Blockchain and asymmetric cryptography

Howard Poston
March 9, 2021 by
Howard Poston

Blockchain technology makes it possible to solve business problems in ways that were previously impossible.  A major enabler of this is the decentralization of the blockchain’s digital ledger.

Blockchain’s decentralization works because many of the functions of a centralized authority — such as maintaining the integrity of the ledger — are replaced with cryptography.  Asymmetric or public key cryptography is a key part of what makes blockchain technology possible.

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Asymmetric cryptography in the blockchain

Asymmetric cryptography is useful because it uses two different keys: a private key and a public key.  The private key is used for signing messages and decrypting data, while the public key is used for validating signatures and encrypting data.

The use of asymmetric keys makes public key cryptography ideally suited for blockchain technology.  Actions taken using the private key can be validated using the corresponding public key.  Blockchain technology uses asymmetric cryptography for identity management and transaction authentication.

Public key addressing

One of the main benefits of blockchain technology is that it’s pseudonymous.  Blockchain users don’t need to reveal their true identities to create an account on the blockchain or to use it.

Instead, individual blockchain accounts are identified using addresses.  These addresses are derived from public keys, which are associated with private keys.

This use of addresses for identity works because of digital signatures.  When creating a transaction with a blockchain account, the user has to digitally sign the transaction with their private key.  Once this transaction has been sent to the rest of the blockchain network, anyone can verify the signature with the corresponding public key, proving that the transaction is authorized by the owner of the account (or someone with knowledge of their private key).  This makes it possible to authenticate transactions without the need to reveal the identity of the owner of an account.

Digitally signed transactions

Transactions are what make the blockchain run.  They can be used to send value between different accounts or specify code that should be executed on a smart contract platform.

Every transaction on the blockchain is digitally signed.  This provides a couple of different benefits:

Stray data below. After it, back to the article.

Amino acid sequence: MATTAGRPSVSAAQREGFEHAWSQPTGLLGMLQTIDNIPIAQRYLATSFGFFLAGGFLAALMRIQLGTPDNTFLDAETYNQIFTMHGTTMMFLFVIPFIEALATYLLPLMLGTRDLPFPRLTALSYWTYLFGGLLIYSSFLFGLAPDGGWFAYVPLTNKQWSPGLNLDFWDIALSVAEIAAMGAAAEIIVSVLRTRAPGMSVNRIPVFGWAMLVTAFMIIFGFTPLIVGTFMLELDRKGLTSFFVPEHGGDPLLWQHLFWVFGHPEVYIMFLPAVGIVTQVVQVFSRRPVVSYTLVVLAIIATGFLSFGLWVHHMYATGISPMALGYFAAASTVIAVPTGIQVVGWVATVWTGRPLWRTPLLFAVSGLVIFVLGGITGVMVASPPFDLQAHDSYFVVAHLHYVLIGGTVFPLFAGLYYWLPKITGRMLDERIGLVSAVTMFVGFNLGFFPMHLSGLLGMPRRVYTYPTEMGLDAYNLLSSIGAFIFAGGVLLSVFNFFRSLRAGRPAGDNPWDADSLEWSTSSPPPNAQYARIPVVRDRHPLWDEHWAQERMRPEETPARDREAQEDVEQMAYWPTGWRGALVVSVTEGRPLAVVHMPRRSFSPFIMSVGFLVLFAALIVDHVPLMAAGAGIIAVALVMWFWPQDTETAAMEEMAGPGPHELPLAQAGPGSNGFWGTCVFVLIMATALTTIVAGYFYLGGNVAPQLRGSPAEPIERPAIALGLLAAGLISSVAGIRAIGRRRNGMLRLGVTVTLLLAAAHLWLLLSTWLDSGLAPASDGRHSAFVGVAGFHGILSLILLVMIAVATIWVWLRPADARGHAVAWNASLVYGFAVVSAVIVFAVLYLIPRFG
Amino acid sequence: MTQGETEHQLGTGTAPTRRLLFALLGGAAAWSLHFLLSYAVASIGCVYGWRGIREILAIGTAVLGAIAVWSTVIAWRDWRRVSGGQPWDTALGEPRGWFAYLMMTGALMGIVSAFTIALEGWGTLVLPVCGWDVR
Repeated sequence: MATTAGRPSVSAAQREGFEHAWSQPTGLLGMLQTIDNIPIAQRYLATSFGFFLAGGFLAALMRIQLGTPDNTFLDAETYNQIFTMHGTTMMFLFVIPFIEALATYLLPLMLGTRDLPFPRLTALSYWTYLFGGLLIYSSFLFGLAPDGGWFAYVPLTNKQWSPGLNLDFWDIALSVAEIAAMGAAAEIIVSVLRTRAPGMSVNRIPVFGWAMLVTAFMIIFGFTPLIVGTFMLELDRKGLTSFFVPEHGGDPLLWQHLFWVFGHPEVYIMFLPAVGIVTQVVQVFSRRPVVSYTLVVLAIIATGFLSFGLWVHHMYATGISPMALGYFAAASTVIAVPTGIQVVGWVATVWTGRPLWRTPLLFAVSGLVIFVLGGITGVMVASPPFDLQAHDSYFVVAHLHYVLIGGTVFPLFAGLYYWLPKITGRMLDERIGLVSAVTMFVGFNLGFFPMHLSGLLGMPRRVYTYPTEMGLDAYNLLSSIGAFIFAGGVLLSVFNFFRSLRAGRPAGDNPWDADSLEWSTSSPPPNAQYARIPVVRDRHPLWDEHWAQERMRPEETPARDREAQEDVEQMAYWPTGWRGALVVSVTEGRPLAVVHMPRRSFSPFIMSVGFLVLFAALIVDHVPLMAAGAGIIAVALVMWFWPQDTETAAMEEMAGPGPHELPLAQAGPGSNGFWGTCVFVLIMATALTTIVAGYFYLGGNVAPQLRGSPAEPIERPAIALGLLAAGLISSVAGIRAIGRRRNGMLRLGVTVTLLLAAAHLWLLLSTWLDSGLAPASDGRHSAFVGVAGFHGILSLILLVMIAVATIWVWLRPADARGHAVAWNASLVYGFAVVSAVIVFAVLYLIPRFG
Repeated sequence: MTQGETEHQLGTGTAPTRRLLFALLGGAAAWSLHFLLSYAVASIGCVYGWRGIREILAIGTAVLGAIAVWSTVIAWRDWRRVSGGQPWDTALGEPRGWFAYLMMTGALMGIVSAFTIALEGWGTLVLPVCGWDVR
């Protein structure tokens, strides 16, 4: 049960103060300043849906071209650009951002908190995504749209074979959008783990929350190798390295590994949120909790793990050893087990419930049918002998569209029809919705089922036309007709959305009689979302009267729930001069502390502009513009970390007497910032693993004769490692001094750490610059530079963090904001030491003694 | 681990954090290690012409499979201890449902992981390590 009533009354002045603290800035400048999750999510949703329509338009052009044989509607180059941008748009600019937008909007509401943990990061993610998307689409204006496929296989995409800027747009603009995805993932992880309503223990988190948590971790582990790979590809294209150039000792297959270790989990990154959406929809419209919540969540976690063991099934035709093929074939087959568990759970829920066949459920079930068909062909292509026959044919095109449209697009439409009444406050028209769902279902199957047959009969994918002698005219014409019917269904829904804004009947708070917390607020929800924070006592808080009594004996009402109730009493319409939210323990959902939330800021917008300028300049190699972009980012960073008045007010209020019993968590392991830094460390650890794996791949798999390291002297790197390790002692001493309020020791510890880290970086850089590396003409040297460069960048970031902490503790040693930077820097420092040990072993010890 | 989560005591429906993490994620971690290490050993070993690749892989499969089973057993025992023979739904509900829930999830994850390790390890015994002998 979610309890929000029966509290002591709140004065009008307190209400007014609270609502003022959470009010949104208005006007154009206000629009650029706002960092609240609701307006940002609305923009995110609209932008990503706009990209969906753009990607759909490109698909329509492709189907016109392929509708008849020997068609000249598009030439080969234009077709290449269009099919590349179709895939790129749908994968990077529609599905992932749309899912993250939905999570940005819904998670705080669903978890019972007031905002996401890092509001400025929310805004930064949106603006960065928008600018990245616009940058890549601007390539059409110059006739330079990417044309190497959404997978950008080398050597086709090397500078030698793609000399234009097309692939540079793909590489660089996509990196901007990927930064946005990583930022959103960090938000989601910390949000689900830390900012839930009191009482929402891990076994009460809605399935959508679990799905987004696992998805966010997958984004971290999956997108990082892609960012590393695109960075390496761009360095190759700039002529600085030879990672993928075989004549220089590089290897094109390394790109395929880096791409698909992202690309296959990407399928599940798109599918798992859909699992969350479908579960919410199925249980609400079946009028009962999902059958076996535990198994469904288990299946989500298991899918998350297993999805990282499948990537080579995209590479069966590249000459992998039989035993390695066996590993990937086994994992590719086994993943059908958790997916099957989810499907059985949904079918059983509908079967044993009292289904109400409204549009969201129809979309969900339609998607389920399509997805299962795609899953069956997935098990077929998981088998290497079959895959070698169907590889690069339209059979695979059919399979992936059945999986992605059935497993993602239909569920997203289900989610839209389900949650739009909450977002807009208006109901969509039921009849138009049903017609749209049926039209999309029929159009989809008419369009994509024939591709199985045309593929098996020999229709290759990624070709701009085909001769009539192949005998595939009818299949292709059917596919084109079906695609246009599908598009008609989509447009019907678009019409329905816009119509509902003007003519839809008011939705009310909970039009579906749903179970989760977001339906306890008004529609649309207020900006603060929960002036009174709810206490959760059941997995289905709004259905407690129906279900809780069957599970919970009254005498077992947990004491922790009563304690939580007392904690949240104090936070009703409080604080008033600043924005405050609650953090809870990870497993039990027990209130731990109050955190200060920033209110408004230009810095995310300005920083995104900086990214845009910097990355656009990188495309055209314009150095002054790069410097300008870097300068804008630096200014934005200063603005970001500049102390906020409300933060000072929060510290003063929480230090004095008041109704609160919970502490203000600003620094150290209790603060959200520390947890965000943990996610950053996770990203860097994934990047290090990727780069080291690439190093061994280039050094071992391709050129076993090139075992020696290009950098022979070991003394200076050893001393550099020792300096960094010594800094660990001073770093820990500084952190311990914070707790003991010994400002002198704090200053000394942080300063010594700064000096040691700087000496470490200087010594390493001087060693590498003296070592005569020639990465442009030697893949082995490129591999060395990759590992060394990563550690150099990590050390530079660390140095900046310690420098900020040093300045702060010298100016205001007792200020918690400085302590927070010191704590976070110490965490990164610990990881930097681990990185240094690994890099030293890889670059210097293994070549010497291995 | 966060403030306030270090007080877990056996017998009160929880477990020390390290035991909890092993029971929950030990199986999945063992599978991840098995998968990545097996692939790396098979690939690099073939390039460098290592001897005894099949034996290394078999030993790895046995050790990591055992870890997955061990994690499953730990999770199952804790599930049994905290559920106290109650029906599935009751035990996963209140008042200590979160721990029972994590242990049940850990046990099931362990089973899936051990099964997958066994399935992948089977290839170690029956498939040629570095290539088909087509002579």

• Transaction authentication: A digital signature proves that someone with knowledge of an account’s private key performed any transactions associated with that account.  This is important because transactions can carry real value, and blockchain users don’t want other people spending their money.
  • Anti-spoofing: The blockchain’s digital ledger is decentralized, meaning that there is no official copy.  Each node in the blockchain network keeps a copy of the digital ledger.  Since all transactions are digitally signed, it is impossible for anyone to spoof or modify a transaction without the corresponding private key.  This protection is vital to ensuring the integrity and correctness of a distributed and decentralized digital ledger.

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Securing the blockchain

The blockchain is designed to be a trustless system where cryptographic algorithms and incentives provide the same guarantees that a central authority would regarding the digital ledger. 

Asymmetric cryptography is vital to ensuring the correctness and integrity of the blockchain’s digital ledger.


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Howard Poston
Howard Poston

Howard Poston is a copywriter, author, and course developer with experience in cybersecurity and blockchain security, cryptography, and malware analysis. He has an MS in Cyber Operations, a decade of experience in cybersecurity, and over five years of experience as a freelance consultant providing training and content creation for cyber and blockchain security. He is also the creator of over a dozen cybersecurity courses, has authored two books, and has spoken at numerous cybersecurity conferences. He can be reached by email at or via his website at